The ad features Sheehan asking the President, “ . . .how many American lives must be lost to justify this war?” Over the past three weeks, Sheehan has been joined by numerous other mothers and family members who have lost loved ones in the Iraq war, at Camp Casey, just outside the President’s Texas ranch.

The ad, paid for by Gold Star Families for Peace, will begin to air on CNN and Fox News nationwide, with an initial buy of $67,000.

The ad has been running in the Waco, TX, market covering Crawford, and also aired during the President’s visits this week to Salt Lake City and Boise. The group of military families will continue to demand a meeting with the vacationing President at his ranch in Texas, and wherever he travels.

Later today, Sheehan and other Gold Star Family for Peace members will receive Casey Sheehan’s combat boots, delivered to Crawford as part of the American Friends Service Committee’s traveling exhibit, “Eyes Wide Open: The Human Cost of War,” a traveling exhibition of combat boots representing soldiers killed in the Iraq conflict. The boots, which Sheehan had donated for the exhibit, were removed from its current display in Philadelphia.

Sheehan says they put the TV ad together because the airwaves seemed to be the only alternative.


Cindy Sheehan speaking to President Bush

Mr. President, My name is Cindy Sheehan. On April 24, 2004 my son was killed in Iraq.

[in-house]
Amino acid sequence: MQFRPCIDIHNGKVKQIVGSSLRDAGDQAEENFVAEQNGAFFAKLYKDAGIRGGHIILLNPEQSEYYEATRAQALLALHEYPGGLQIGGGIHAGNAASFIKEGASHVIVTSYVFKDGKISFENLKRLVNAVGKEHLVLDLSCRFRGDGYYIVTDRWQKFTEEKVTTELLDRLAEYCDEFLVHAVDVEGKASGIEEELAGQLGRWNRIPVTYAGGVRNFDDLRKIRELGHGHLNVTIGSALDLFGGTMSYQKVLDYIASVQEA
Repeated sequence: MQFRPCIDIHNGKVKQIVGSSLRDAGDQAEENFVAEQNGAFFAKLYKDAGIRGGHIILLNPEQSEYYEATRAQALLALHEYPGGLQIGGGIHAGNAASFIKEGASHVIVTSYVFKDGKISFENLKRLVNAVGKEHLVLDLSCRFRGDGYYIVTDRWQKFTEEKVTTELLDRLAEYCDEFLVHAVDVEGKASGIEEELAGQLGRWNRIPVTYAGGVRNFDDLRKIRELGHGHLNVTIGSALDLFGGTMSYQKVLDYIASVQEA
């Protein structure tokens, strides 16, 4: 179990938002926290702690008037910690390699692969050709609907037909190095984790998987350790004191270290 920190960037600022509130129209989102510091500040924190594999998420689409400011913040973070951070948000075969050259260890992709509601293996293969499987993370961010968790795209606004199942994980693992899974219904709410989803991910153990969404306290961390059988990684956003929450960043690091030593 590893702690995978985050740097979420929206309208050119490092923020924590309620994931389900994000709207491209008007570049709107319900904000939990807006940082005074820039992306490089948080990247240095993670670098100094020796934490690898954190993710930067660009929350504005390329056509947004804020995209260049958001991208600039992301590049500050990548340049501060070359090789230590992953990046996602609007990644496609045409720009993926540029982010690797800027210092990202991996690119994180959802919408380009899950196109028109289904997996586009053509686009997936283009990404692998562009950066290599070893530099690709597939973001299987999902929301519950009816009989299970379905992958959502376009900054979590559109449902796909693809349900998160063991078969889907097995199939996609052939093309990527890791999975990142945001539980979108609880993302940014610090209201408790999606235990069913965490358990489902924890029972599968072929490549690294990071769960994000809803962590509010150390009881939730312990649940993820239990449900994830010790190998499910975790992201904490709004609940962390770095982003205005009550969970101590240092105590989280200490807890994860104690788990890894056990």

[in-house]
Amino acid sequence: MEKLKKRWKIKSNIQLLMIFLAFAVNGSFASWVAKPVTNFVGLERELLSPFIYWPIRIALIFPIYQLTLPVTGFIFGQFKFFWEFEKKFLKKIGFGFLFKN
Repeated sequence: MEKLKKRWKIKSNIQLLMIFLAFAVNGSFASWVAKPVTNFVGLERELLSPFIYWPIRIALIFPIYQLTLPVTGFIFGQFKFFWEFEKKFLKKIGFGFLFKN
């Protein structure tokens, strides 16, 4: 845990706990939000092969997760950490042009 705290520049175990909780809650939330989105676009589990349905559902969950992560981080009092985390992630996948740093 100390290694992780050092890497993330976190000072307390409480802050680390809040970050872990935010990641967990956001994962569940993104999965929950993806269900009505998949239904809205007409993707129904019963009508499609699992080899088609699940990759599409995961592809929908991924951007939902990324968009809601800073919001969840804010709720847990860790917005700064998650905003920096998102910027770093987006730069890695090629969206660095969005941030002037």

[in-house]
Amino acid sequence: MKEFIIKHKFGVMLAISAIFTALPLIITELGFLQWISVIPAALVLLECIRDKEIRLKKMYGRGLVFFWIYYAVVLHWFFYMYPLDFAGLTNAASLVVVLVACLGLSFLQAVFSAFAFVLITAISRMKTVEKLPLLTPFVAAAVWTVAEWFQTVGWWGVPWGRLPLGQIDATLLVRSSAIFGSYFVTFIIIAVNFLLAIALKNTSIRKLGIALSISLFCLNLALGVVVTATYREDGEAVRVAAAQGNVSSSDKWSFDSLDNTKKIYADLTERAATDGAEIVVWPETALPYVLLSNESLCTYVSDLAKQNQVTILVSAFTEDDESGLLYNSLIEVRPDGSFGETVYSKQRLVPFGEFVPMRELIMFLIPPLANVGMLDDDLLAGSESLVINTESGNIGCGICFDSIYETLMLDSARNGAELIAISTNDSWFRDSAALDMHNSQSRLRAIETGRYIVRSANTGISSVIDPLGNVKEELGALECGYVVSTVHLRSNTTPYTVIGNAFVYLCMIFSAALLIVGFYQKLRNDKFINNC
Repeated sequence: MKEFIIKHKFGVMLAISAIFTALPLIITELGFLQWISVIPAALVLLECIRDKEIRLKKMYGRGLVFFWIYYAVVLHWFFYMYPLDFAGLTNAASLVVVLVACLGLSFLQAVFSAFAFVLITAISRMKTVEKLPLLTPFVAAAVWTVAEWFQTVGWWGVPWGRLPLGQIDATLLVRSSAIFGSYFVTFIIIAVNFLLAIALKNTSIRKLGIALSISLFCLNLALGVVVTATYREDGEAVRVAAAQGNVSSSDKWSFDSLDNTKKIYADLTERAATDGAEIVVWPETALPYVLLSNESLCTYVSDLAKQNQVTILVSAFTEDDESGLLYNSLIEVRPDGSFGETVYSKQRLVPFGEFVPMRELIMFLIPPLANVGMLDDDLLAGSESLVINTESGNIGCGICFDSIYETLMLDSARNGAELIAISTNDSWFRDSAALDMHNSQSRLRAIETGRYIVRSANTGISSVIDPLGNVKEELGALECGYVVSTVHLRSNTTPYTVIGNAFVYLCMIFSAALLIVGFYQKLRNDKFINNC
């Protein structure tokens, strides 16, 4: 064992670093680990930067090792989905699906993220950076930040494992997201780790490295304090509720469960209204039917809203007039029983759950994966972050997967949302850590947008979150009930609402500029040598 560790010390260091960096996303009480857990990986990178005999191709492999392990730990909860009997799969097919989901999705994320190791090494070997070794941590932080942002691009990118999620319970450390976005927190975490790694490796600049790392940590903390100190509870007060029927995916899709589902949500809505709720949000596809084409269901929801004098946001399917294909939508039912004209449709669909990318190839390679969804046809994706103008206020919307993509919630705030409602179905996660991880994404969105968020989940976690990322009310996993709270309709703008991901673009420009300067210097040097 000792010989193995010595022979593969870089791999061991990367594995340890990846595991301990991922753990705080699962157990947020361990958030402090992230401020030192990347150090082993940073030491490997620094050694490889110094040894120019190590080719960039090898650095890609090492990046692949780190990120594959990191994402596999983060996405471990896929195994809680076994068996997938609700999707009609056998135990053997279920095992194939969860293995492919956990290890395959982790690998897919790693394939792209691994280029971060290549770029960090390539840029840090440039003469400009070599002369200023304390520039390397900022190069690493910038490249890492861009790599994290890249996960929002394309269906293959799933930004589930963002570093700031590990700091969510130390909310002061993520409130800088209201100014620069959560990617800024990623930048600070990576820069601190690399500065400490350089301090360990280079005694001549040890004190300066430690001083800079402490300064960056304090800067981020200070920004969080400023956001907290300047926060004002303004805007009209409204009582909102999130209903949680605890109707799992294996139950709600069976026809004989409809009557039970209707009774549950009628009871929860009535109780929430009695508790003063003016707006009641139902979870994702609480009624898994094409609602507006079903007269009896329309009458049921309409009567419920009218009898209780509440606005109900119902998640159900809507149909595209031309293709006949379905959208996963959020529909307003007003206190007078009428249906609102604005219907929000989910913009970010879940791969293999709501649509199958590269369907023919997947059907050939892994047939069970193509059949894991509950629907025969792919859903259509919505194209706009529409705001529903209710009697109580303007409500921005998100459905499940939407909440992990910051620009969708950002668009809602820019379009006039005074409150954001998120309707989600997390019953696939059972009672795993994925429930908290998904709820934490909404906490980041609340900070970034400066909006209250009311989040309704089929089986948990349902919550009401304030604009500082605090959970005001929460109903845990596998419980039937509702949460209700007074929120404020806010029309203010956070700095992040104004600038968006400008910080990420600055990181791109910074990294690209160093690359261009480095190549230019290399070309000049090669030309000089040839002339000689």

He was only 24 and he died in his best friend’s arms. Casey was so good and so honest-- why can’t you be honest with us?

You were wrong about the weapons of mass destruction-you were wrong about the link between Iraq and Al Queda—you lied to us and because of your lies my son died.

Mr. President I want to tell you face to face how much this hurts. I love my country, but how many more of our loved ones need to die in this senseless war? How many more soldiers have to die before we say enough?"

BBC NEWS | Americas | Protest mother back at Bush ranch

BBC NEWS | Americas | Protest mother back at Bush ranch: "A mother whose son died while serving in Iraq has resumed her protest outside President George W Bush's Texas ranch.
The Californian woman had to interrupt her anti-war campaign six days ago to look after her elderly mother after she suffered a stroke.

Cindy Sheehan, whose 24-year-old son Casey was killed in action in 2004, started her protest on 6 August.

She has vowed to stay put during Mr Bush's month-long holiday there and hopes he will meet her.

Ms Sheehan returned to the camp near Crawford just hours before the president, who earlier this week made impassioned speeches on the importance of the war on terror. "

Monday, August 22, 2005

The Swift Boating of Cindy Sheehan - New York Times